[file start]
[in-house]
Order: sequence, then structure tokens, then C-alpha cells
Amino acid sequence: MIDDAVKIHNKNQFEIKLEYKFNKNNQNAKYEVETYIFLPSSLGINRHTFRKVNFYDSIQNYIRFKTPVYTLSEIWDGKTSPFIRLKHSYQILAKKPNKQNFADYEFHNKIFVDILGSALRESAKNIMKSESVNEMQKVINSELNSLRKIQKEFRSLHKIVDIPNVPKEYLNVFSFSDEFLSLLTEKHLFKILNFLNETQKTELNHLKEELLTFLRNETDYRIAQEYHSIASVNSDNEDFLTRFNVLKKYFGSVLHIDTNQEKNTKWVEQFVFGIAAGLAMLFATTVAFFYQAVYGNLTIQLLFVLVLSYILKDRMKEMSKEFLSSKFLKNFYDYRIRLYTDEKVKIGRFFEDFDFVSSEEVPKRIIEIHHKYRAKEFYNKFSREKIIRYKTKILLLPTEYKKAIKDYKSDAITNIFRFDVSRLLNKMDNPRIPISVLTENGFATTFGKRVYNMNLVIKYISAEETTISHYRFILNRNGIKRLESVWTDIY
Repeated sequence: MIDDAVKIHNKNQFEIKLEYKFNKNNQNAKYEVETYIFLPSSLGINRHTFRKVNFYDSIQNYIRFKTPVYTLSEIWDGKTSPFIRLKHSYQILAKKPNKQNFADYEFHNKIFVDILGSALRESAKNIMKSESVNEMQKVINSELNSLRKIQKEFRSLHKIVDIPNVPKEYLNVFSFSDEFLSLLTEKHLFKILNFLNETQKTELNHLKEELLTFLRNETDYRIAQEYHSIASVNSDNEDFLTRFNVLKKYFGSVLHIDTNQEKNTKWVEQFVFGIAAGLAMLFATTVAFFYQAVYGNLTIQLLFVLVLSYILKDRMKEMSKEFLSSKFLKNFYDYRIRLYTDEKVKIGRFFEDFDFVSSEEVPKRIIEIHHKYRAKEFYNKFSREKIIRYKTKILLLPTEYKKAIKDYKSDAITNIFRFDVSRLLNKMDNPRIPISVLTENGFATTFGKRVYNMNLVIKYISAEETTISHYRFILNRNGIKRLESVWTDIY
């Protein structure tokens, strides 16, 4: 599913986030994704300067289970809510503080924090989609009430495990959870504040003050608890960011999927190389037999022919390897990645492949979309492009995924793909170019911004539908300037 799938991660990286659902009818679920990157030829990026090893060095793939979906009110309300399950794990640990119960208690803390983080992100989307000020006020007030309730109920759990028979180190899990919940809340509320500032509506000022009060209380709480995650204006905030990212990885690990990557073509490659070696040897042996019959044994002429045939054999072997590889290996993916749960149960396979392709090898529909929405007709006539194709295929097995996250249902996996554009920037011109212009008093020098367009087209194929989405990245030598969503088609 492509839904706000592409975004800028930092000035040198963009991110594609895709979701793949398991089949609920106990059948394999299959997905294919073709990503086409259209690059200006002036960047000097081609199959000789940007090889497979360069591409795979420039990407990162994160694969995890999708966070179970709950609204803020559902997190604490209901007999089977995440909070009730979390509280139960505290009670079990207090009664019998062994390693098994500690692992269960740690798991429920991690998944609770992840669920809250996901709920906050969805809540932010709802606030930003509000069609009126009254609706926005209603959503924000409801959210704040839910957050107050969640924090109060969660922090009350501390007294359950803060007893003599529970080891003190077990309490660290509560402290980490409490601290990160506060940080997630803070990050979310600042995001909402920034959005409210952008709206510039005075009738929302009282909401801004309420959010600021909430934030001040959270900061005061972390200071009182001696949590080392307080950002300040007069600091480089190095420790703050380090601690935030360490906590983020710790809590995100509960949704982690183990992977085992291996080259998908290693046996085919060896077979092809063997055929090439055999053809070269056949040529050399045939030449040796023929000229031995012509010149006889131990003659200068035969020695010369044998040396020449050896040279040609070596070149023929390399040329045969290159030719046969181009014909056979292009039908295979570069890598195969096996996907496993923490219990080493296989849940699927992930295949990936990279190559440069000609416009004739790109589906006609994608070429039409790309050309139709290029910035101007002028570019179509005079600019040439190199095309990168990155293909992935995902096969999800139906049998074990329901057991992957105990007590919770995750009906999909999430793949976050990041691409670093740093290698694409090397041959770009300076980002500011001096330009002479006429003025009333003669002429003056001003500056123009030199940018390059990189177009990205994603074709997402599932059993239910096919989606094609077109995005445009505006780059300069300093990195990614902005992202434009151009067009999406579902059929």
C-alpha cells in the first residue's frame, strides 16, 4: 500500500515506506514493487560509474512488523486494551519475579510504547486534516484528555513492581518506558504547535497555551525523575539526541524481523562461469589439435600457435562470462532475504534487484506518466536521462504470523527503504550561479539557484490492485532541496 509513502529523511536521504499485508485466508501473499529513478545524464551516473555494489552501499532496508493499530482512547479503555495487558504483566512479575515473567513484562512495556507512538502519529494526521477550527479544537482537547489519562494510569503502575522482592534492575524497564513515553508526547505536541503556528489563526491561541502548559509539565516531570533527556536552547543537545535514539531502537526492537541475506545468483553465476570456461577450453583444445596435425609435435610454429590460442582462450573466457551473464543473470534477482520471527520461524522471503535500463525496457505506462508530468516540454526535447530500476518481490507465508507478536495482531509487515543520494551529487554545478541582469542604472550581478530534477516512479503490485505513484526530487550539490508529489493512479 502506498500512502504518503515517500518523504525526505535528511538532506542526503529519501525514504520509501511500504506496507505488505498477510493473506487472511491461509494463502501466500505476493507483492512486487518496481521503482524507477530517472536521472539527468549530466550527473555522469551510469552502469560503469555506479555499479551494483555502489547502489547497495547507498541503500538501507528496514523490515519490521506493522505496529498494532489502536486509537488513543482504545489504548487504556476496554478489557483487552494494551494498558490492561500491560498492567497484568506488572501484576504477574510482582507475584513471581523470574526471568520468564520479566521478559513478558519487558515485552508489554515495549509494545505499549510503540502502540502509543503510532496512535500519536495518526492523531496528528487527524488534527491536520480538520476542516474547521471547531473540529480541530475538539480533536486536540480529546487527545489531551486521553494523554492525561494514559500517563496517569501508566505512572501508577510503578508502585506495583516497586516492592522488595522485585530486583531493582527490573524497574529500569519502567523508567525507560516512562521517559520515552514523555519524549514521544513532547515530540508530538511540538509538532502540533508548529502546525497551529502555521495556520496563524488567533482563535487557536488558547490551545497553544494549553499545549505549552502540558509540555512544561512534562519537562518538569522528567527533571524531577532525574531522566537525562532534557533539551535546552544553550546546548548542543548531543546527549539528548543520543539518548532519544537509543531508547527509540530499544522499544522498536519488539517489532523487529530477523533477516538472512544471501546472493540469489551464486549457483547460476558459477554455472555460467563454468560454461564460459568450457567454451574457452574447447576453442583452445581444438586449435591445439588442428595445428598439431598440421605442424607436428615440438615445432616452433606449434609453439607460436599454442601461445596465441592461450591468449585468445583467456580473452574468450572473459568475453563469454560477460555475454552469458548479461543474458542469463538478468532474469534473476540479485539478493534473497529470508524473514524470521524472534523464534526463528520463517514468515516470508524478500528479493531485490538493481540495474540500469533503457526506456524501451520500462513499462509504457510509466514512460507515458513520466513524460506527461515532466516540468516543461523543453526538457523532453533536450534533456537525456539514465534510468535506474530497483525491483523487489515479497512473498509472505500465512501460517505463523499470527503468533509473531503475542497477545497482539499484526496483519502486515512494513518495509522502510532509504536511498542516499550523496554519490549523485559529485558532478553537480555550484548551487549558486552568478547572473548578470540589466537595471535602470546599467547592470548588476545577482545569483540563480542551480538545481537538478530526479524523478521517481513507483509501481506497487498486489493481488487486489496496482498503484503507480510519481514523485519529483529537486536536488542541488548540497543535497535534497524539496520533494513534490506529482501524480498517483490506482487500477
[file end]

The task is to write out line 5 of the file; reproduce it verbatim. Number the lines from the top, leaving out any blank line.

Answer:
């Protein structure tokens, strides 16, 4: 599913986030994704300067289970809510503080924090989609009430495990959870504040003050608890960011999927190389037999022919390897990645492949979309492009995924793909170019911004539908300037 799938991660990286659902009818679920990157030829990026090893060095793939979906009110309300399950794990640990119960208690803390983080992100989307000020006020007030309730109920759990028979180190899990919940809340509320500032509506000022009060209380709480995650204006905030990212990885690990990557073509490659070696040897042996019959044994002429045939054999072997590889290996993916749960149960396979392709090898529909929405007709006539194709295929097995996250249902996996554009920037011109212009008093020098367009087209194929989405990245030598969503088609 492509839904706000592409975004800028930092000035040198963009991110594609895709979701793949398991089949609920106990059948394999299959997905294919073709990503086409259209690059200006002036960047000097081609199959000789940007090889497979360069591409795979420039990407990162994160694969995890999708966070179970709950609204803020559902997190604490209901007999089977995440909070009730979390509280139960505290009670079990207090009664019998062994390693098994500690692992269960740690798991429920991690998944609770992840669920809250996901709920906050969805809540932010709802606030930003509000069609009126009254609706926005209603959503924000409801959210704040839910957050107050969640924090109060969660922090009350501390007294359950803060007893003599529970080891003190077990309490660290509560402290980490409490601290990160506060940080997630803070990050979310600042995001909402920034959005409210952008709206510039005075009738929302009282909401801004309420959010600021909430934030001040959270900061005061972390200071009182001696949590080392307080950002300040007069600091480089190095420790703050380090601690935030360490906590983020710790809590995100509960949704982690183990992977085992291996080259998908290693046996085919060896077979092809063997055929090439055999053809070269056949040529050399045939030449040796023929000229031995012509010149006889131990003659200068035969020695010369044998040396020449050896040279040609070596070149023929390399040329045969290159030719046969181009014909056979292009039908295979570069890598195969096996996907496993923490219990080493296989849940699927992930295949990936990279190559440069000609416009004739790109589906006609994608070429039409790309050309139709290029910035101007002028570019179509005079600019040439190199095309990168990155293909992935995902096969999800139906049998074990329901057991992957105990007590919770995750009906999909999430793949976050990041691409670093740093290698694409090397041959770009300076980002500011001096330009002479006429003025009333003669002429003056001003500056123009030199940018390059990189177009990205994603074709997402599932059993239910096919989606094609077109995005445009505006780059300069300093990195990614902005992202434009151009067009999406579902059929």